Sunday 22 September 2019

'Toxic' FAI brand must change, Shamrock Rovers tells ministers

faith: Shamrock Rovers fans during a Europa League clash. The club’s board has written to sports minister Shane Ross.
faith: Shamrock Rovers fans during a Europa League clash. The club’s board has written to sports minister Shane Ross.
Wayne O'Connor

Wayne O'Connor

One of the country's biggest football clubs has told the Government that the FAI's "toxic" brand and corporate governance issues must be addressed to restore public faith in Irish football.

Shamrock Rovers have written to sports minister Shane Ross and junior minister Brendan Griffin calling for a review of the FAI's structures "at a low point in the existence" of the embattled association.

Please log in or register with for free access to this article.

Log In

The club also called for the entire FAI board to step down. The letter was sent to the ministers before the association's recent AGM. FAI president Donal Conway was re-elected at that meeting last month.

It is the first time that one of the country's elite clubs has formally outlined its position on a spate of recent FAI controversies to the Government.

In the letter, obtained by the Sunday Independent under Freedom of Information, Shamrock Rovers called for a new culture of governance and "a step-change in attitude by the FAI".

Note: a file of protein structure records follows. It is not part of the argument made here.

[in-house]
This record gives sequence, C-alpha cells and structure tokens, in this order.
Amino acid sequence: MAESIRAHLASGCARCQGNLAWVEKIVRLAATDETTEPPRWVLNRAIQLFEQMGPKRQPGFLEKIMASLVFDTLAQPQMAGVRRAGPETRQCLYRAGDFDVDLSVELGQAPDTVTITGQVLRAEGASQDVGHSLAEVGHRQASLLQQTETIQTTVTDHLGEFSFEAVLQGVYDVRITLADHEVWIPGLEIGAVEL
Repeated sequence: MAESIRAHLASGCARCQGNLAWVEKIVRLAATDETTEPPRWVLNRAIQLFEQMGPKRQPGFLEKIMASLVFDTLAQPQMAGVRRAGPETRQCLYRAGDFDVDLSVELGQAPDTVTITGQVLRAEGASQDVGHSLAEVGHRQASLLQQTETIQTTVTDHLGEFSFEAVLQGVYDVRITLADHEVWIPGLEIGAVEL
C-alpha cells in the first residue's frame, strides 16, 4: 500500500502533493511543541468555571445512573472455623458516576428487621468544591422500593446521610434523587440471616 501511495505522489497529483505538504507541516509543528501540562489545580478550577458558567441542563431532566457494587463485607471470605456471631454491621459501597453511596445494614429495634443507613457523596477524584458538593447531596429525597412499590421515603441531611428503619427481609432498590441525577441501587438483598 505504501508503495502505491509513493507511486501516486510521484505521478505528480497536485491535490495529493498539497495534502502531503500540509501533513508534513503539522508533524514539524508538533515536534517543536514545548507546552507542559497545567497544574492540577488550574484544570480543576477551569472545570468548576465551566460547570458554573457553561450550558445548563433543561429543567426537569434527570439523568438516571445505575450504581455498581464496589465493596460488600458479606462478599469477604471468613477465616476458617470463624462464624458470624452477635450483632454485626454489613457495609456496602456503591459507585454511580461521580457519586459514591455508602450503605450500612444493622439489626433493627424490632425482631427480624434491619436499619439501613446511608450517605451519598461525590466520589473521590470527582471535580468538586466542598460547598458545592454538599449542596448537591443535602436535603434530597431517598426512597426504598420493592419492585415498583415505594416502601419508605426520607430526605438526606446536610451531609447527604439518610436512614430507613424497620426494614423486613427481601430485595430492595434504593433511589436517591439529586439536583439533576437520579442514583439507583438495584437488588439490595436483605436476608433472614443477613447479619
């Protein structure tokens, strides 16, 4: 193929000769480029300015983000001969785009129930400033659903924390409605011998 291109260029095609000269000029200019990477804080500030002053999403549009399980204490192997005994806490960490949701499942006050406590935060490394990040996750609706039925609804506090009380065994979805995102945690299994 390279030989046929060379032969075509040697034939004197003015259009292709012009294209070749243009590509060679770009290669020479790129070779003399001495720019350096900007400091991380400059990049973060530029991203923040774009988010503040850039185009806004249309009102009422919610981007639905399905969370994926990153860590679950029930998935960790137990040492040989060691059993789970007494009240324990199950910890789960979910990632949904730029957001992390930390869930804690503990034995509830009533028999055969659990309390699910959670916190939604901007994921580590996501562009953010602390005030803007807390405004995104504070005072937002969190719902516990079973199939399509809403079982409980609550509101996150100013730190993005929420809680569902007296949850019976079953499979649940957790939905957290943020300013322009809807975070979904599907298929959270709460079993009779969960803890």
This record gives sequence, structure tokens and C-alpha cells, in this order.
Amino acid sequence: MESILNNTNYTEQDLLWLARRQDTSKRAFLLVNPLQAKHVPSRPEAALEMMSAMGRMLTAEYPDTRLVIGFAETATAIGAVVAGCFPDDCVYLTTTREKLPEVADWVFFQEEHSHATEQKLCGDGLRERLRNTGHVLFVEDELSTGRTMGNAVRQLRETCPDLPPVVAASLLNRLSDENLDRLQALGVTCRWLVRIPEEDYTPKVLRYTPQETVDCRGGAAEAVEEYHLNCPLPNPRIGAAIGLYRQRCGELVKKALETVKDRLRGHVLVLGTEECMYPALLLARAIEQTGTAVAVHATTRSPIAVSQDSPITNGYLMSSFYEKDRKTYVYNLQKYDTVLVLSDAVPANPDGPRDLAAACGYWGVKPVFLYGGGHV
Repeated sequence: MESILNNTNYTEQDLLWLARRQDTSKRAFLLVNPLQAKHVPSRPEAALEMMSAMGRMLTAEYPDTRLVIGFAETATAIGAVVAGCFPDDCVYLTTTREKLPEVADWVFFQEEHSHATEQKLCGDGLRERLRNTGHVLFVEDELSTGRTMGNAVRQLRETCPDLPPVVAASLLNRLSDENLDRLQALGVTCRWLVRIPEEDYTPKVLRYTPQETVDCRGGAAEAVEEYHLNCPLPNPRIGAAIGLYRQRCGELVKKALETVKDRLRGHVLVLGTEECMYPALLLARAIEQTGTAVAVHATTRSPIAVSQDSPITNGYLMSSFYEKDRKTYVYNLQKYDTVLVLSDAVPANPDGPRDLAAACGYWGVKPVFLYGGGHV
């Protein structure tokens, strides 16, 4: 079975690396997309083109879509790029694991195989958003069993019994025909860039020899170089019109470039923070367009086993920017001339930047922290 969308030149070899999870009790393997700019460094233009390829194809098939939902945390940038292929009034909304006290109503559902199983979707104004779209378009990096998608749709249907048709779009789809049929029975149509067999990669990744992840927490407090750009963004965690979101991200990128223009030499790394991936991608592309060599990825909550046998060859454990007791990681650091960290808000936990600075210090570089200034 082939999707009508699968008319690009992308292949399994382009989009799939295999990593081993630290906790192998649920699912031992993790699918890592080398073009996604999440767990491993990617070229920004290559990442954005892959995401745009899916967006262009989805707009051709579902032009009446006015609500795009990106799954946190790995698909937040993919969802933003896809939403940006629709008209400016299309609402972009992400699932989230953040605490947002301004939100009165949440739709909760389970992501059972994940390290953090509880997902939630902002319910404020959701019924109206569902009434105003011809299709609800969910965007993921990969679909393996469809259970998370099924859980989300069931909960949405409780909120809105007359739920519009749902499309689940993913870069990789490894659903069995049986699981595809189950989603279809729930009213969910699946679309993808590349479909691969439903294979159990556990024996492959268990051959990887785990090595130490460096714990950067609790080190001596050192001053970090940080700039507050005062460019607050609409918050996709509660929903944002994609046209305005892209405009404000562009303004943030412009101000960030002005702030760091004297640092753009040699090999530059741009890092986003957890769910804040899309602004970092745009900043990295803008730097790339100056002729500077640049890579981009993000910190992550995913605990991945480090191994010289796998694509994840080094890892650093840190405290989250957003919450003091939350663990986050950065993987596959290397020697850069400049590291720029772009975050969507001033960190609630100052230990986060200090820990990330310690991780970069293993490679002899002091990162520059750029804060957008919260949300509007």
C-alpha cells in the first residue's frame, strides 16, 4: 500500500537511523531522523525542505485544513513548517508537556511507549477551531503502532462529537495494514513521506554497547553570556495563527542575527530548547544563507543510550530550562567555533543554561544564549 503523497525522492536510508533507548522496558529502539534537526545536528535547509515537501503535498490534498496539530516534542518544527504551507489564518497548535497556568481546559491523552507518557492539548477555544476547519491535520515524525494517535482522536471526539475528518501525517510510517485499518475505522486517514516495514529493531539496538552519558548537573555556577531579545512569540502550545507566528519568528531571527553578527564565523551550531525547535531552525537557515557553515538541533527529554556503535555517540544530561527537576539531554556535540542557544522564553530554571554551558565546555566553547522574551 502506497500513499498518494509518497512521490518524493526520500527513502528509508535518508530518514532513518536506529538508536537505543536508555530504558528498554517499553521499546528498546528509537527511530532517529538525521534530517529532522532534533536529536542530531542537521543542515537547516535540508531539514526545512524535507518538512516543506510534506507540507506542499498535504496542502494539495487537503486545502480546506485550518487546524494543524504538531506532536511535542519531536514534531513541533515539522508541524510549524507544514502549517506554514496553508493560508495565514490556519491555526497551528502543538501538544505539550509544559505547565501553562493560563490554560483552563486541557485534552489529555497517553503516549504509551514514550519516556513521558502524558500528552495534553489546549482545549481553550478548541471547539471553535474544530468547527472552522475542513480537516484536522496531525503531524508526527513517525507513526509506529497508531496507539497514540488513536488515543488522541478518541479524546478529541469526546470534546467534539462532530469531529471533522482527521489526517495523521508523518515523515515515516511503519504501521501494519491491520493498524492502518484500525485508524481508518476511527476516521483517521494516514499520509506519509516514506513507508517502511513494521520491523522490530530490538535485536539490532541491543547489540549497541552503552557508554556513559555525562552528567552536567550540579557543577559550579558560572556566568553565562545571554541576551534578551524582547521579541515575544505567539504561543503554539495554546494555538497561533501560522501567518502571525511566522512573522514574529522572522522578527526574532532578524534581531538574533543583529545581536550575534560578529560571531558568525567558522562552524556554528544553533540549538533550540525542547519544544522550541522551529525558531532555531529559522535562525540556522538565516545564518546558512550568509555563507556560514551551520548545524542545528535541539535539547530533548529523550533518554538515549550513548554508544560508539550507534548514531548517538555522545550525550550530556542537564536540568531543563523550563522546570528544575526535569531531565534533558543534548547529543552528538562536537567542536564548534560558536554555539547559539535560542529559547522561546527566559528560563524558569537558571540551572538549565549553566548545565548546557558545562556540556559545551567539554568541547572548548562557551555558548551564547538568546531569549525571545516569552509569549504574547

"A culture of governance must be what develops from this low point in the existence of the FAI," the club told the two ministers.

"This is a real opportunity for the association to become a beacon in Irish sport that is participatory, consensus oriented, accountable, transparent, responsive, effective and efficient, equitable and inclusive, and follows the rule of law."

The club echoed the views of Mr Ross in calling for the entire FAI board to stand down and not seek re-election. Mr Ross had asked Mr Conway to withdraw his nomination for president at last month's AGM.

The letter was sent on behalf of the club's board members in response to a request for submissions to the Irish Football Stakeholder Forum, which was held in May to examine the future of the sport here.

"To have any chance of restoring public faith in football, this is necessary. The brand FAI is toxic at present and an overhaul is needed," Rovers said.

The club also recommended building the FAI board around the association's key areas of business and support "a viable football industry in this country".

"A business or professional background, as well as an involvement in football, would be desirable," Rovers' letter added.

"Broad representation is encouraged. However, the person appointed to be the representative should have the background that demonstrates them to be a most able candidate."

Sunday Independent

Editor's Choice

Also in Irish News